.rhosts

.twmrc

.xsession jazz Router#

Configuring a Router to Use rcp

The rcp copy commands rely on the rsh server (or daemon) on the remote system. To copy files using rcp, you do not need to create a server for file distribution, as you do with TFTP. You need only to have access to a server that supports the remote shell (rsh). (Most UNIX systems support rsh.) Because you are copying a file from one place to another, you must have read permission on the source file and write permission on the destination file. If the destination file does not exist, rcp creates it for you.

Although our rcp implementation emulates the functions of the UNIX rcp implementation—copyingfiles among systems on thenetwork—ourcommand syntax differs from the UNIX rcp command syntax. Our rcp support offers a set of copy commands that use rcp as the transport mechanism. These rcp copy commands are similar in style to our TFTP copy commands, but they offer an alternative that provides faster performance and reliable delivery of data. These improvements are possible because the rcp transport mechanism is built on and uses the Transmission Control Protocol/Internet Protocol (TCP/IP) stack, which isconnection-oriented.You can use rcp commands to copy system images and configuration files from the router to a network server and vice versa.

You can also enable rcp support to allow users on remote systems to copy files to and from the router.

Configuring the Router to Accept rcp Requests from Remote Users

To configure the Cisco IOS software to support incoming rcp requests, use the following commands in global configuration mode:

 

Command

Purpose

Step 1

 

 

 

 

ip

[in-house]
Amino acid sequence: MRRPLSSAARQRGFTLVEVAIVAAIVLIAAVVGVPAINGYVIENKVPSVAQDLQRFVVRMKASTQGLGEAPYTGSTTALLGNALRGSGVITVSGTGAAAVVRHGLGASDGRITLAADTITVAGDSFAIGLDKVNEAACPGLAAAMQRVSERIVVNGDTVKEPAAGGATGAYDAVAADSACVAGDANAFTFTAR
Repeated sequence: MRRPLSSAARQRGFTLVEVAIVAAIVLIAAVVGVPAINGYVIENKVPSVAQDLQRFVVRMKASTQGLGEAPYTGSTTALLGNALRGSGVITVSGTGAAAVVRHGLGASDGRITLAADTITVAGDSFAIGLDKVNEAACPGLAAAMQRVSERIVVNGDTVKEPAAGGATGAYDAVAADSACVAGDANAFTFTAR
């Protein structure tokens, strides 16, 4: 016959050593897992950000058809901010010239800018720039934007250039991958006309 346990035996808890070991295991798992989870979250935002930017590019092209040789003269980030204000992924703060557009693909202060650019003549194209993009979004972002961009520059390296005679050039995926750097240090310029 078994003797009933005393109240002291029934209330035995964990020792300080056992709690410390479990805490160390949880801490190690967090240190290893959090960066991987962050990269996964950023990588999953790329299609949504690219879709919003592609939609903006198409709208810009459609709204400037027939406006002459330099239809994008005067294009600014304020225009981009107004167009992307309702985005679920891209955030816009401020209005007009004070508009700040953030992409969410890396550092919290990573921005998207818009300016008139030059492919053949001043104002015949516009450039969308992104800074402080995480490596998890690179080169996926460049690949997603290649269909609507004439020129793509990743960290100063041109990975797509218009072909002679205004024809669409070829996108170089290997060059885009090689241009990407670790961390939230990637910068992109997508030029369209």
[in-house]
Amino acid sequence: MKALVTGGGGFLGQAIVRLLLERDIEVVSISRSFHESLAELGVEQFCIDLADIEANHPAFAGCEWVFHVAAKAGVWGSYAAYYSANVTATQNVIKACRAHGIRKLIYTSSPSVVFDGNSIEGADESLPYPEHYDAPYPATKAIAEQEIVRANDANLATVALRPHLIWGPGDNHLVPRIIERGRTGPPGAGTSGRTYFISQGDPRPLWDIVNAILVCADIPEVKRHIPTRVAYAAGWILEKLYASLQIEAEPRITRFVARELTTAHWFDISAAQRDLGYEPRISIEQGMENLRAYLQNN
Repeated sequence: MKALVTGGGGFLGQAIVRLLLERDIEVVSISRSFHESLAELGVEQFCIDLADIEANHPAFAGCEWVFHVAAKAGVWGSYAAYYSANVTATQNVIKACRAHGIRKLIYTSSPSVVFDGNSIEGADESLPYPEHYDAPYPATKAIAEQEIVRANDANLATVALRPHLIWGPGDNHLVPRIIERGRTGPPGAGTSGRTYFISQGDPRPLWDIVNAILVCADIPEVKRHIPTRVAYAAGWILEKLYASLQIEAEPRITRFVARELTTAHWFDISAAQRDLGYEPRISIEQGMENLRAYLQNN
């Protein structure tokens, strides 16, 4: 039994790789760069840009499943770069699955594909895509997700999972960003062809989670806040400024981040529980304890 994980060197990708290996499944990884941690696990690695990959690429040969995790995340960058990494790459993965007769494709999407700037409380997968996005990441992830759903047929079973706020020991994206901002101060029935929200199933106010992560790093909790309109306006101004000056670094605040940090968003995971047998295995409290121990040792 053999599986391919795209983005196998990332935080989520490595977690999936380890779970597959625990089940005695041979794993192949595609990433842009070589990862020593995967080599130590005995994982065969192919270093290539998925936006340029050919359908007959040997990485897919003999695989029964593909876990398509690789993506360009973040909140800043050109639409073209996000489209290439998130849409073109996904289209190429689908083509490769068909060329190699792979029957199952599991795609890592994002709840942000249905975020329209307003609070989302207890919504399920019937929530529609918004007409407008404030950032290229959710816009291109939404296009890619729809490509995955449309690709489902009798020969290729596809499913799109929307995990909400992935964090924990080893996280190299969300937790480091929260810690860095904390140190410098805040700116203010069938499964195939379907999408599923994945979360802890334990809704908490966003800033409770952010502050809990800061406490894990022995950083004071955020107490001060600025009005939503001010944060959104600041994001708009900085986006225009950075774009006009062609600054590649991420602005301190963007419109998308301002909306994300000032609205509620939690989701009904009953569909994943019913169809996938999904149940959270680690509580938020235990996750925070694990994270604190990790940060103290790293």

rcmd

remote-host local-username{ip-address|

Create an entry in the local authentication database

 

host} remote-username[enable [level]]

for each remote user who is allowed to execute rcp

 

 

 

 

commands.

Step 2

 

 

 

 

ip

rcmd

rcp-enable

Enable the software to support incoming rcp requests.

 

 

 

 

 

To disable the software from supporting incoming rcp requests, use the no ip rcmd rcp-enable command.

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Note When support for incoming rcp requests is disabled, you can still use the rcp commands to copy images from remote servers. The support for incoming rcp requests is distinct from its ability to handle outgoing rcp requests.

The following example shows how to add two entries for remote users to the authentication database and then enable the software to support remote copy requests from remote users. The users, named netadmin1 on the remote host at IP address 172.16.15.55 andnetadmin3 on the remote host at IP address 172.16.101.101, are both allowed to connect to the router and remotely execute rcp commands on it after the router is enabled to support rcp. Both authentication database entries give the host nameRouter1 as the local username. The last command enables the router to support for rcp requests from remote users.

ip rcmd remote-hostRouter1 172.16.15.55 netadmin1 ip rcmdremote-hostRouter1 172.16.101.101 netadmin3 ip rcmdrcp-enable

Configuring the Remote to Send rcp Requests

The rcp protocol requires a client to send a remote username on each rcp request to a server. When you copy a configuration file from a server to the router using rcp, the Cisco IOS software sends the first valid username in the following list:

1.The username set by the ip rcmd remote-username command, if the command is configured.

2.The remote username associated with the current TTY (terminal) process. For example, if the user is connected to the router through Telnet and was authenticated through the username command, the router software sends the Telnet username as the remote username.